Lasata rounding the east side of St. John Coral Harbor
A busy anchorage, but lots of derelicts Interesting tree
Position at destination: 18°20.491’ N, 64°47.704’ W
Air temp: 90°, Humidity: 61%, Water temp: 88°
Nautical miles for this leg: 8.6, Total: 9064
Departed at 8:50am, arrived at 10:20am
September 7th: Coral Harbor – Great Lameshur Bay
Ralph and Stacy were going back to Red Hook, as Ralph’s classes were starting. We said goodbye, and we went to Great Lameshur Bay on the south side of St. John. There aren’t too many anchorages on the south shore, but this one was well worth the stop. As long as there is no southerly component to the winds, it’s well protected, as it was for us. The snorkeling was decent, and we had a very relaxing day. We were the only boat in the bay that night.
Position at destination: 18°19.012’ N, 64°43.303’ W
Air temp: 89°, Humidity: 61%, Water temp: 89°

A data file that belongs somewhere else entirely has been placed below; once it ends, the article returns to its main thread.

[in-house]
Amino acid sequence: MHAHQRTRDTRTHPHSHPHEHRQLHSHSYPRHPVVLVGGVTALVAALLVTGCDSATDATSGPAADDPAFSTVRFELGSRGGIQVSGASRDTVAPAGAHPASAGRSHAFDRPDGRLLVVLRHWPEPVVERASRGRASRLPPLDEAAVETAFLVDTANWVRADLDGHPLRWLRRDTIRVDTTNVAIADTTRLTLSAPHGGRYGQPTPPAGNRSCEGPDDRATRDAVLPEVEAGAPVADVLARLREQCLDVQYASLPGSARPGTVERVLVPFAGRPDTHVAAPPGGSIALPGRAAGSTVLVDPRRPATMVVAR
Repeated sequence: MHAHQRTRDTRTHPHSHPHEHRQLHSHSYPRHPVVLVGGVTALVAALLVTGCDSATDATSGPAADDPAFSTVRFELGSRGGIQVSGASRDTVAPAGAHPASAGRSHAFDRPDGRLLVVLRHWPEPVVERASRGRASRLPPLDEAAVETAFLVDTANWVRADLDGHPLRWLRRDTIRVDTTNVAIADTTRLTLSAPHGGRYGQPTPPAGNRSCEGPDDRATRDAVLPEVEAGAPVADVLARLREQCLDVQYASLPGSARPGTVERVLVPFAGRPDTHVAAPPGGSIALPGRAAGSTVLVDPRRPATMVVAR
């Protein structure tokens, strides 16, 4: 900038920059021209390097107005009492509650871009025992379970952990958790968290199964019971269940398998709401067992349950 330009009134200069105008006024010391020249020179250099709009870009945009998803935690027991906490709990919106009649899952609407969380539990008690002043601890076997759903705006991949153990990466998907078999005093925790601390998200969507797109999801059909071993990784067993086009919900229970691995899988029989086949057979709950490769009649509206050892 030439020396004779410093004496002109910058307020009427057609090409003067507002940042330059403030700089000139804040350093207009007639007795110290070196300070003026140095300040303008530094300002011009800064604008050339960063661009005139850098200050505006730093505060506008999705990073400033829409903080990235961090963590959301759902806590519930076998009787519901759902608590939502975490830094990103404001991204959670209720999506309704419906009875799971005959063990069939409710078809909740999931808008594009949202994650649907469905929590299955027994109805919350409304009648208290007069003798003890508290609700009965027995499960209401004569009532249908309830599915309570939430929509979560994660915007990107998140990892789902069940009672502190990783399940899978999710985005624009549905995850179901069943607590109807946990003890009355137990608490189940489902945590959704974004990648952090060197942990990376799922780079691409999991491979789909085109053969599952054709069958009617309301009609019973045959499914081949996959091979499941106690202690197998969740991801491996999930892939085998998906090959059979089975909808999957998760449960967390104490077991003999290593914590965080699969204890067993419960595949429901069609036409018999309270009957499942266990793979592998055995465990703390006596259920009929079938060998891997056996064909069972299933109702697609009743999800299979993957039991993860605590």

Nautical miles for this leg: 5.7, Total: 9069
Departed at 8:30am, arrived at 9:45am
September 8th: Great Lameshur Bay – Bahia Montecito, Culebrita
We planned to cruise to the north shore of St. Thomas and anchor in Magens Bay, a deep well-protected bay with a fabulous beach. It’s a very popular day stop for the cruise ship riff-raff, but they usually leave by 3:00 or so. We cruised off the south shore of St. John, which is much more rugged than the north shore, and eventually turned to the northwest towards St. Thomas. That section of St. Thomas has numerous resorts, including Sapphire Beach and Sugar Bay.
Homes on the southside Jost Van Dyke, BVI, in the background
Nice day for a cruise Between St. Thomas and Thatch Island
We entered the very long Magens Bay and proceeded towards the beach. The bay is quite deep until you are almost at the beach. Unfortunately, a number of watersports boats were moored in the area where we wanted to anchor, so we decided to move on. Amazingly, one of the watersports outfits hailed us on the radio after we turned away to ask if we wanted to purchase some activities – a pretty dumb question to ask of a trawler. We decided to take a look at the bay next door, Hull Bay. It was overrun by moored fishing boats, so again we moved on. Looking at the charts, the next choice was Sandy Bay, at the northwest corner of St. Thomas. When we got there, it was fairly rough, and it just didn’t seem like a good anchorage, so we decided to cruise back to Culebra, this time stopping at Isla Culebrita.